A Distant Bugle by Robert Vaughan
“It’s a wonderful letter, General,” Jack Shields said, handing Custer the missive from his wife Libbie, which had been delivered in the field and which Custer had asked him to read.
“Keep it for me, Jack,” Custer said to his young adjutant. “I want it returned to Libbie if anything should happen to me.”
Jack laughed nervously. “What could happen?” he asked.
George Armstrong Custer stood up and walked to the campfire to pour himself a cup of coffee. He took a swallow before answering.
“Major Reno,” he said simply.
“I beg your pardon?”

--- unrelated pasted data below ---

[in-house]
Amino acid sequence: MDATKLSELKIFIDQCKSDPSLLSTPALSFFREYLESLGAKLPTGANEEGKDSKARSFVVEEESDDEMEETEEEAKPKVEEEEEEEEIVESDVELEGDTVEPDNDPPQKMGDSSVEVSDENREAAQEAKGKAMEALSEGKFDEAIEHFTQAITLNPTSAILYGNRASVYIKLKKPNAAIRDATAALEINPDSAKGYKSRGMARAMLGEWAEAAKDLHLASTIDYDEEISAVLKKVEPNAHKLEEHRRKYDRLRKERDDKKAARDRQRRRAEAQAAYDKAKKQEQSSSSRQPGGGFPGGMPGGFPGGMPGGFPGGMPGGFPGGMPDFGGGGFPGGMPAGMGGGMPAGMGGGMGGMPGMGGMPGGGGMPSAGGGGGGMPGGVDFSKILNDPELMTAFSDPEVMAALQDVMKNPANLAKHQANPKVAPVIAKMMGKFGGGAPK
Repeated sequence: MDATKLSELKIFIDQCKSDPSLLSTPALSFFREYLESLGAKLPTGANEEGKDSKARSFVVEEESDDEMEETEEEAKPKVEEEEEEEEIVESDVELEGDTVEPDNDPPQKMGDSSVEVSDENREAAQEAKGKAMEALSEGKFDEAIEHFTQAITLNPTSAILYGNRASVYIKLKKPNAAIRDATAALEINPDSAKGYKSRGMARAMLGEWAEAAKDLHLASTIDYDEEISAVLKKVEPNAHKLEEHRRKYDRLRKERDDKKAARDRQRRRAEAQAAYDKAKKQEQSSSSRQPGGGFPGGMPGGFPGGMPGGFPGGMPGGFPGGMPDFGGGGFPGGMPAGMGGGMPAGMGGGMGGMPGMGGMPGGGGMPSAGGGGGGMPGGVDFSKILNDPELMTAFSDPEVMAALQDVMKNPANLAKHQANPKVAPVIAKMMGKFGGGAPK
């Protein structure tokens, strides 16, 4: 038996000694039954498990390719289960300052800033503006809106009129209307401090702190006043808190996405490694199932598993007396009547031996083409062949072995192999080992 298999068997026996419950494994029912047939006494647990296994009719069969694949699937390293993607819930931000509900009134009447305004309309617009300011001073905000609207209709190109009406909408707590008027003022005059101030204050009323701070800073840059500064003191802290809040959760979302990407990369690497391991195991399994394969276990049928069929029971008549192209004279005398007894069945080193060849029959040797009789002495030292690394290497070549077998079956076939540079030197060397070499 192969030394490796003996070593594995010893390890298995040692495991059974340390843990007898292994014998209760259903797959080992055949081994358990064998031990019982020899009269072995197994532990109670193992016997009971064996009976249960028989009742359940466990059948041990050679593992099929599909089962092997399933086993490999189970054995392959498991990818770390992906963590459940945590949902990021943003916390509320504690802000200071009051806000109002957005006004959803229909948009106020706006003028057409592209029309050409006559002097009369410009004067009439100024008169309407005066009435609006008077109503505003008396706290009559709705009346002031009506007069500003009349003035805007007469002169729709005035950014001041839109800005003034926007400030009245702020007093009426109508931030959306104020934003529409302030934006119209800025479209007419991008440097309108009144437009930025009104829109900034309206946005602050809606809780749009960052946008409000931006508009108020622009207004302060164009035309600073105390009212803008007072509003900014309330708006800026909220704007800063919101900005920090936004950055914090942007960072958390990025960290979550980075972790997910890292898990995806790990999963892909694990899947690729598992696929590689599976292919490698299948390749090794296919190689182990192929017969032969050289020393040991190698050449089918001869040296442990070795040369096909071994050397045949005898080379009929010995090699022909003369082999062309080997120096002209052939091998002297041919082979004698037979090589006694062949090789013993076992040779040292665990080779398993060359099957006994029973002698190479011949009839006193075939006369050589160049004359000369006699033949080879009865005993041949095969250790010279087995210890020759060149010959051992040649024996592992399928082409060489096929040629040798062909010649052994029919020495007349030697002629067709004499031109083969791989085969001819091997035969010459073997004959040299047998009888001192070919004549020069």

“I fear he is going to cause serious trouble yet,” Custer confided. “His scouting party left several trails uninvestigated, and because of that we are like an army without ears or eyes, groping blindly through the dark. We don’t know where the Indians are, or how many there are—but they know everything about us. Of that we can be sure.”
“We’ll find them, General,” Jack said. “And when we do, the trap will close.”
“Yes, it will,” Custer said. “But upon whom?”